Goal 1: Promote Human Health

To expand knowledge of the molecular and physiological mechanisms governing the normal function of heart, lung, blood, and sleep systems as essential elements for sustaining human health.

Goal 1: Promote Human Health

dose-response relationship for behavioral treatment of obesity

As a member of the NHLBI panel updating the obesity treatment guidelines, it was clear that there has not been much systematic work on the relationship between the frequency of intervention contacts and the short and long-term effects on weight change and maintenance of weight change. The general finding that more frequent contacts with professional weight loss counselors, and a longer series of contacts, are more effective, ...more »

Submitted by (@victor.j.stevens)

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Goal 1: Promote Human Health

Transformative Impact of Proteomics

The proteomics field has dramatically progressed over the past 20 years, with advancements and improvements in experimental designs and sample preparation protocols, as well as mass spectrometry equipment, approaches, and analysis. This has resulted in substantial forward progress towards a proteomic pipeline to establish cause and effect mechanisms of cardiovascular disease. There is a need for CV proteomics that resolve ...more »

Submitted by (@mllindsey)

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Goal 1: Promote Human Health

Rejuvenating Old Hearts and Lungs

Is there a true "mechanome" affecting normal heart function that could be studied to uncover important mechanically-stimulated pathways relevant to tissue development, maintenance, and repair in vivo? Are there mechanomics that predict and control fundamental biological processes linked to the body's natural healing and regeneration machinery? What if we could leverage 3D tissue engineering advances to rejuvenate aging ...more »

Submitted by (@nhlbiforumadministrator)

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Goal 1: Promote Human Health

Extreme makeover: harnessing adaptation mechanisms for therapy

What extreme adaptive physiological mechanisms in heart, lung, and blood systems might have the greatest potential to be targeted or employed in therapeutic strategies? Human physiology, including the heart, lung and blood systems, is known to possess extreme adaptive mechanisms to counter extreme conditions or unusual situations. Although some studies are being done, many of these mechanisms have not been fully explored ...more »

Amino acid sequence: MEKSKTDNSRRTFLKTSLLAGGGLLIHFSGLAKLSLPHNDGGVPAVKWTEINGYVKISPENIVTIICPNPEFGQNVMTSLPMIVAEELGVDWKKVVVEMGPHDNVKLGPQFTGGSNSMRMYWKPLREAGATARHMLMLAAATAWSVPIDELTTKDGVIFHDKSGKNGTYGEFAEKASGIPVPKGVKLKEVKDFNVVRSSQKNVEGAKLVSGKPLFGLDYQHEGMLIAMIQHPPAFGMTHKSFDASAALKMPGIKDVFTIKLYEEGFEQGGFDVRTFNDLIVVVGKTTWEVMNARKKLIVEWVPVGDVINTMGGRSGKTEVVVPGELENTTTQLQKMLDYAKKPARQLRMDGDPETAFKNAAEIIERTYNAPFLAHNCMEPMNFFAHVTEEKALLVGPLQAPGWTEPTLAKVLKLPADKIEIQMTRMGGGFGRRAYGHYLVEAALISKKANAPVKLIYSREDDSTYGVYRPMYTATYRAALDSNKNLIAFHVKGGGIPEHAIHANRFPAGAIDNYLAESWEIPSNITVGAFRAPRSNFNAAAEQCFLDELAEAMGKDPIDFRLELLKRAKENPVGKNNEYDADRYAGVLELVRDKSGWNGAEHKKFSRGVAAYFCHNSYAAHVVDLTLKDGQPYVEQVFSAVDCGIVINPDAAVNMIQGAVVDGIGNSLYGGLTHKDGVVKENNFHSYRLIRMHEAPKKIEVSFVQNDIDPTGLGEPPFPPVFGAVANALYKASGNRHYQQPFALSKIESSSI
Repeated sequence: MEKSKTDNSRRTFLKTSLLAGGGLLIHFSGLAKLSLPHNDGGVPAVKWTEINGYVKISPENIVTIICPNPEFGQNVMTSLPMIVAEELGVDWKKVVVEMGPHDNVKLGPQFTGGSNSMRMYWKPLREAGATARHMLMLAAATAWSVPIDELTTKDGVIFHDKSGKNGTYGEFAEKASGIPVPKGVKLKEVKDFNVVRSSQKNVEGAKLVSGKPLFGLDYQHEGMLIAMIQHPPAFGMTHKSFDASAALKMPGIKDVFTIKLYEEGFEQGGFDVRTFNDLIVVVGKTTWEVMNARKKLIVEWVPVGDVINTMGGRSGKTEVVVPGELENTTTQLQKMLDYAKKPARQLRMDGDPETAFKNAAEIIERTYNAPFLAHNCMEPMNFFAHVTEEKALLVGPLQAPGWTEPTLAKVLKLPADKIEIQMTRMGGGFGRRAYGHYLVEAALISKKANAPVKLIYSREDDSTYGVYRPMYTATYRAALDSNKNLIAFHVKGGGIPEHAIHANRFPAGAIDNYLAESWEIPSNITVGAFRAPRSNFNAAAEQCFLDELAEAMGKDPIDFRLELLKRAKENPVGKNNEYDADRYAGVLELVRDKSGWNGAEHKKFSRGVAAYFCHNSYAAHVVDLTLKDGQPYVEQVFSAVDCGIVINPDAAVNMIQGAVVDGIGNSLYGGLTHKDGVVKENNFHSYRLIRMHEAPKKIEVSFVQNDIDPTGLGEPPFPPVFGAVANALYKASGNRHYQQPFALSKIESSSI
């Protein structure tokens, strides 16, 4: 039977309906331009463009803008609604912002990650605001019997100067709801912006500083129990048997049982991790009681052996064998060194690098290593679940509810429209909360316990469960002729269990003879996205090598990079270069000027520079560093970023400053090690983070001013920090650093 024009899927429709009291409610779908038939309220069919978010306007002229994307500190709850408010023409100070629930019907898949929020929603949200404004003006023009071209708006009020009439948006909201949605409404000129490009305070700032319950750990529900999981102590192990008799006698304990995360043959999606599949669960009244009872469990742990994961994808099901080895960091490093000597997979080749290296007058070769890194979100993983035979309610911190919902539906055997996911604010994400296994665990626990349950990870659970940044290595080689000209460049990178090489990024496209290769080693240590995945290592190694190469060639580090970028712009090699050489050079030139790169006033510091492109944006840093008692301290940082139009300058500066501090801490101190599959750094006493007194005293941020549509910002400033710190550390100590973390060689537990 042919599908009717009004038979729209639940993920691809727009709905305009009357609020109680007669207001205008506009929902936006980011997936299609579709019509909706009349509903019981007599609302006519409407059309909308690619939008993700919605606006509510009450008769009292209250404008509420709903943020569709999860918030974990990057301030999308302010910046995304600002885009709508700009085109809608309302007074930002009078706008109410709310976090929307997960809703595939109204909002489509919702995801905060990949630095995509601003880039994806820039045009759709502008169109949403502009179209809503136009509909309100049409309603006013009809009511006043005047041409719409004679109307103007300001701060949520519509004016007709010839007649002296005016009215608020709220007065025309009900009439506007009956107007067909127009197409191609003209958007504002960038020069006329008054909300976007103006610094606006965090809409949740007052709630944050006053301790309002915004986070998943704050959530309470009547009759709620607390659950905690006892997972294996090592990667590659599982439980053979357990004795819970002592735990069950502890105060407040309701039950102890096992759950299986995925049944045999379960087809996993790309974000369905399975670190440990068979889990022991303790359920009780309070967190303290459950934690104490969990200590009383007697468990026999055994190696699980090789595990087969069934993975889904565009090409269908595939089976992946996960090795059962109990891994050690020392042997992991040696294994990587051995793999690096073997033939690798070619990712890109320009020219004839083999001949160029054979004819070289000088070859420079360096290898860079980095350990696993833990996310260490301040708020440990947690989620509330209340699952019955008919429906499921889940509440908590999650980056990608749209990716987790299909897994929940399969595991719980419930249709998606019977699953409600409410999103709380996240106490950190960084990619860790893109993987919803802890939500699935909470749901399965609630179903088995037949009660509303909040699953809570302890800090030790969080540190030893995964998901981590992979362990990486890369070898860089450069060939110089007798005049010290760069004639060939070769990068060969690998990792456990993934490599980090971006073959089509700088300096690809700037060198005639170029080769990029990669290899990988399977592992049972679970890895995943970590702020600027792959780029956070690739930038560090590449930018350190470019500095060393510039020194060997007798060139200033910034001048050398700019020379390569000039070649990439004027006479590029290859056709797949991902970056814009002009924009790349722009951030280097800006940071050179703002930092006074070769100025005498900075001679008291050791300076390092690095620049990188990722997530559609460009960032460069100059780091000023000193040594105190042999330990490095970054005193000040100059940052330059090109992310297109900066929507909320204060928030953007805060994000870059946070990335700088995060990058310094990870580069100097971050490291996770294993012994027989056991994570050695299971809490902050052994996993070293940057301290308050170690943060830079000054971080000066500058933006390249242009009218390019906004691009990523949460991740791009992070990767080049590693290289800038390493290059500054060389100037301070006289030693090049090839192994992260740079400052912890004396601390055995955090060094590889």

Submitted by (@nhlbiforumadministrator)

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Goal 1: Promote Human Health

Role of non-coding RNAs in cardiovascular biology and disease

Noncoding RNAs field is still in its infancy. It includes microRNA and long-non-coding RNA. Recent studies show that Non-coding RNA play important roles in the regulation of tissue homeostasis and pathophysiological conditions. miRNA-based therapeutics showed promising results in numerous animal models of heart failure, cardiac hypertrophy, fibrosis and hyperlipidaemias, and showed success in in-human clinical trial ...more »

Submitted by (@totaryjainh)

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Goal 1: Promote Human Health

How do Circulating Precursor Endothelial Cells contribute to newly formed vessels

Endothelial cells derive from cells in the bone marrow. Circulating precursor endothelial cells contribute to newly forming vessels.

Do Alk 1 and/or Endogln mutations affect the functions of these cells once they incorporate into growing vessels. These vessels then go on to form arteriovenous malformations

Submitted by (@mariannes.clancy)

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Goal 1: Promote Human Health

Transforming Transplantation with Reprogramming Immune System Cells (RISC)

Can we "reprogram" the immune system to improve outcomes of heart, lung, and hematopoietic cell transplants? While NIAID is a major funder of immunology research, we are a major contributor to stem cell research. Our resources could be combined, where NIAID would support this approach for autoimmune diseases, and we would support work in tolerance for transplants. If the NCI also wants to collaborate on co-stimulatory ...more »

Submitted by (@nhlbiforumadministrator)

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Goal 1: Promote Human Health

Developing tools and resources for studying sex differences

There is a need to promote sex balance in research. We know that existing and emerging scientific evidence supports the notion that sex is a major determinant for the development and progression of cardiovascular disease. Thus, expansion of resources for relevant animal models of disease, and the creation of databases that collect sex as a biological variable are important for both pre-clinical and clinical studies.

Submitted by (@nhlbiforumadministrator1)

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